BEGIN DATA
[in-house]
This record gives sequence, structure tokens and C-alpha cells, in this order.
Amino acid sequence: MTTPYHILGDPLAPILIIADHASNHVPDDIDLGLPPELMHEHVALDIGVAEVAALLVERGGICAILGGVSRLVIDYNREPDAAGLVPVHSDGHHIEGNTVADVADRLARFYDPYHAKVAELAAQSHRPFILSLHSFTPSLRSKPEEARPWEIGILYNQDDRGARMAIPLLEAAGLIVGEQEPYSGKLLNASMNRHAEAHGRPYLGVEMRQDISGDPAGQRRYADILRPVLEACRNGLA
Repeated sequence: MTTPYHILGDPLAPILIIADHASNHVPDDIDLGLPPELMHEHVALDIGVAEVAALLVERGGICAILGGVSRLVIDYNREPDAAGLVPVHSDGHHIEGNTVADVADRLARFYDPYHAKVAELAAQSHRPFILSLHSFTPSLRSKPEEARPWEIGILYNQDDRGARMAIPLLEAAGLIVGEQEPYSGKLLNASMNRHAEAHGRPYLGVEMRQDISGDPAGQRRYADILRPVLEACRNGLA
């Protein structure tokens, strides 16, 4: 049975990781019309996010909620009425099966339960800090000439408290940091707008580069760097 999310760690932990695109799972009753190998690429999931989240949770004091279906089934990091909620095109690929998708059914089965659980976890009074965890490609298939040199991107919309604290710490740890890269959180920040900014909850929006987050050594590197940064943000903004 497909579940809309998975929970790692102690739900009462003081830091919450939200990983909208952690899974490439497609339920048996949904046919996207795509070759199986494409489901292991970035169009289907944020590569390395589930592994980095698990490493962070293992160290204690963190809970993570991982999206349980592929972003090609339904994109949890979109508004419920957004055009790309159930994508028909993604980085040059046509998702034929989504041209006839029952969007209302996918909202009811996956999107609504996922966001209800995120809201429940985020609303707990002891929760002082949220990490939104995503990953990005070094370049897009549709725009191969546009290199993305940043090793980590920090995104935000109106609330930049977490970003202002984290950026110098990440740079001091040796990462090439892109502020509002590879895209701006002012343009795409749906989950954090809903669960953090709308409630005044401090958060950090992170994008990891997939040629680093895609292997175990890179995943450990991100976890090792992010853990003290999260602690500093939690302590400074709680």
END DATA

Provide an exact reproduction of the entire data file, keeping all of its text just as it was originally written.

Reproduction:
[in-house]
This record gives sequence, structure tokens and C-alpha cells, in this order.
Amino acid sequence: MTTPYHILGDPLAPILIIADHASNHVPDDIDLGLPPELMHEHVALDIGVAEVAALLVERGGICAILGGVSRLVIDYNREPDAAGLVPVHSDGHHIEGNTVADVADRLARFYDPYHAKVAELAAQSHRPFILSLHSFTPSLRSKPEEARPWEIGILYNQDDRGARMAIPLLEAAGLIVGEQEPYSGKLLNASMNRHAEAHGRPYLGVEMRQDISGDPAGQRRYADILRPVLEACRNGLA
Repeated sequence: MTTPYHILGDPLAPILIIADHASNHVPDDIDLGLPPELMHEHVALDIGVAEVAALLVERGGICAILGGVSRLVIDYNREPDAAGLVPVHSDGHHIEGNTVADVADRLARFYDPYHAKVAELAAQSHRPFILSLHSFTPSLRSKPEEARPWEIGILYNQDDRGARMAIPLLEAAGLIVGEQEPYSGKLLNASMNRHAEAHGRPYLGVEMRQDISGDPAGQRRYADILRPVLEACRNGLA
């Protein structure tokens, strides 16, 4: 049975990781019309996010909620009425099966339960800090000439408290940091707008580069760097 999310760690932990695109799972009753190998690429999931989240949770004091279906089934990091909620095109690929998708059914089965659980976890009074965890490609298939040199991107919309604290710490740890890269959180920040900014909850929006987050050594590197940064943000903004 497909579940809309998975929970790692102690739900009462003081830091919450939200990983909208952690899974490439497609339920048996949904046919996207795509070759199986494409489901292991970035169009289907944020590569390395589930592994980095698990490493962070293992160290204690963190809970993570991982999206349980592929972003090609339904994109949890979109508004419920957004055009790309159930994508028909993604980085040059046509998702034929989504041209006839029952969007209302996918909202009811996956999107609504996922966001209800995120809201429940985020609303707990002891929760002082949220990490939104995503990953990005070094370049897009549709725009191969546009290199993305940043090793980590920090995104935000109106609330930049977490970003202002984290950026110098990440740079001091040796990462090439892109502020509002590879895209701006002012343009795409749906989950954090809903669960953090709308409630005044401090958060950090992170994008990891997939040629680093895609292997175990890179995943450990991100976890090792992010853990003290999260602690500093939690302590400074709680």